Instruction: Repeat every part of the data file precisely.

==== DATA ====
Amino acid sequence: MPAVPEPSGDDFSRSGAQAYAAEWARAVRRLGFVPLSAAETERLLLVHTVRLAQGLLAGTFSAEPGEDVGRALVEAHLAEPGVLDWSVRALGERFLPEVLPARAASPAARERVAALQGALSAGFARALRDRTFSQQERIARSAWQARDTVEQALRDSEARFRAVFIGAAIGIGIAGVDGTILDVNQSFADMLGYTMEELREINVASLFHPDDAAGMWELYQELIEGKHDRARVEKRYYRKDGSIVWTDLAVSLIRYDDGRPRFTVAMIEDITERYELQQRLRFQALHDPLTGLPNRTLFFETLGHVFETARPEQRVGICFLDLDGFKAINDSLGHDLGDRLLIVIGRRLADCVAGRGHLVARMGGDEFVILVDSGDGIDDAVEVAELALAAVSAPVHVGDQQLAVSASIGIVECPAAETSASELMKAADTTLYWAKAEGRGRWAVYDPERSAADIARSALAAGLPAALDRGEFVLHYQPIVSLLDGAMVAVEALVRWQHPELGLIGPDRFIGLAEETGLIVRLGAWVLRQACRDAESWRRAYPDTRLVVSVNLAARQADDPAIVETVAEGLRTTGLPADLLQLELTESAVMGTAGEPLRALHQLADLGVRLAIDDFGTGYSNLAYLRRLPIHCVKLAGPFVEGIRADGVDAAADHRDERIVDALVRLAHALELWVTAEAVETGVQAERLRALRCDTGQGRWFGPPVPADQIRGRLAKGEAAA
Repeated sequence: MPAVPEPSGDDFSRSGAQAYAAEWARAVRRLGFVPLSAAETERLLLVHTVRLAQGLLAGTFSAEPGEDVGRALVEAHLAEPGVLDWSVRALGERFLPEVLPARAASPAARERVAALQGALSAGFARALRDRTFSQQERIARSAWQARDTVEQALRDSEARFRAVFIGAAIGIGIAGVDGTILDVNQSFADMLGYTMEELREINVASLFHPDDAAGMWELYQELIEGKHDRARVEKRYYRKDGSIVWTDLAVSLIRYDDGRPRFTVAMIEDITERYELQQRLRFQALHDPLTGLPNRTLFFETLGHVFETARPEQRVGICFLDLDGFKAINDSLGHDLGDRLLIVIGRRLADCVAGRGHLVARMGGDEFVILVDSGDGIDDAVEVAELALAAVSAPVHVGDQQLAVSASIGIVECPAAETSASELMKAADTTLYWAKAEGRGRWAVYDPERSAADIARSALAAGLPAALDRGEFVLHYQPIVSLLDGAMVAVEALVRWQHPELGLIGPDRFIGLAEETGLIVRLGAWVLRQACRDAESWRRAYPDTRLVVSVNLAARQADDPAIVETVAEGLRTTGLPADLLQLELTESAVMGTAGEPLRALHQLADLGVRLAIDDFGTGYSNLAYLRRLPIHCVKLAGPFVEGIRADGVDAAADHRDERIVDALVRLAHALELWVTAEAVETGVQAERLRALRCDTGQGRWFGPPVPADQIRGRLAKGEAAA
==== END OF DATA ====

Amino acid sequence: MPAVPEPSGDDFSRSGAQAYAAEWARAVRRLGFVPLSAAETERLLLVHTVRLAQGLLAGTFSAEPGEDVGRALVEAHLAEPGVLDWSVRALGERFLPEVLPARAASPAARERVAALQGALSAGFARALRDRTFSQQERIARSAWQARDTVEQALRDSEARFRAVFIGAAIGIGIAGVDGTILDVNQSFADMLGYTMEELREINVASLFHPDDAAGMWELYQELIEGKHDRARVEKRYYRKDGSIVWTDLAVSLIRYDDGRPRFTVAMIEDITERYELQQRLRFQALHDPLTGLPNRTLFFETLGHVFETARPEQRVGICFLDLDGFKAINDSLGHDLGDRLLIVIGRRLADCVAGRGHLVARMGGDEFVILVDSGDGIDDAVEVAELALAAVSAPVHVGDQQLAVSASIGIVECPAAETSASELMKAADTTLYWAKAEGRGRWAVYDPERSAADIARSALAAGLPAALDRGEFVLHYQPIVSLLDGAMVAVEALVRWQHPELGLIGPDRFIGLAEETGLIVRLGAWVLRQACRDAESWRRAYPDTRLVVSVNLAARQADDPAIVETVAEGLRTTGLPADLLQLELTESAVMGTAGEPLRALHQLADLGVRLAIDDFGTGYSNLAYLRRLPIHCVKLAGPFVEGIRADGVDAAADHRDERIVDALVRLAHALELWVTAEAVETGVQAERLRALRCDTGQGRWFGPPVPADQIRGRLAKGEAAA
Repeated sequence: MPAVPEPSGDDFSRSGAQAYAAEWARAVRRLGFVPLSAAETERLLLVHTVRLAQGLLAGTFSAEPGEDVGRALVEAHLAEPGVLDWSVRALGERFLPEVLPARAASPAARERVAALQGALSAGFARALRDRTFSQQERIARSAWQARDTVEQALRDSEARFRAVFIGAAIGIGIAGVDGTILDVNQSFADMLGYTMEELREINVASLFHPDDAAGMWELYQELIEGKHDRARVEKRYYRKDGSIVWTDLAVSLIRYDDGRPRFTVAMIEDITERYELQQRLRFQALHDPLTGLPNRTLFFETLGHVFETARPEQRVGICFLDLDGFKAINDSLGHDLGDRLLIVIGRRLADCVAGRGHLVARMGGDEFVILVDSGDGIDDAVEVAELALAAVSAPVHVGDQQLAVSASIGIVECPAAETSASELMKAADTTLYWAKAEGRGRWAVYDPERSAADIARSALAAGLPAALDRGEFVLHYQPIVSLLDGAMVAVEALVRWQHPELGLIGPDRFIGLAEETGLIVRLGAWVLRQACRDAESWRRAYPDTRLVVSVNLAARQADDPAIVETVAEGLRTTGLPADLLQLELTESAVMGTAGEPLRALHQLADLGVRLAIDDFGTGYSNLAYLRRLPIHCVKLAGPFVEGIRADGVDAAADHRDERIVDALVRLAHALELWVTAEAVETGVQAERLRALRCDTGQGRWFGPPVPADQIRGRLAKGEAAA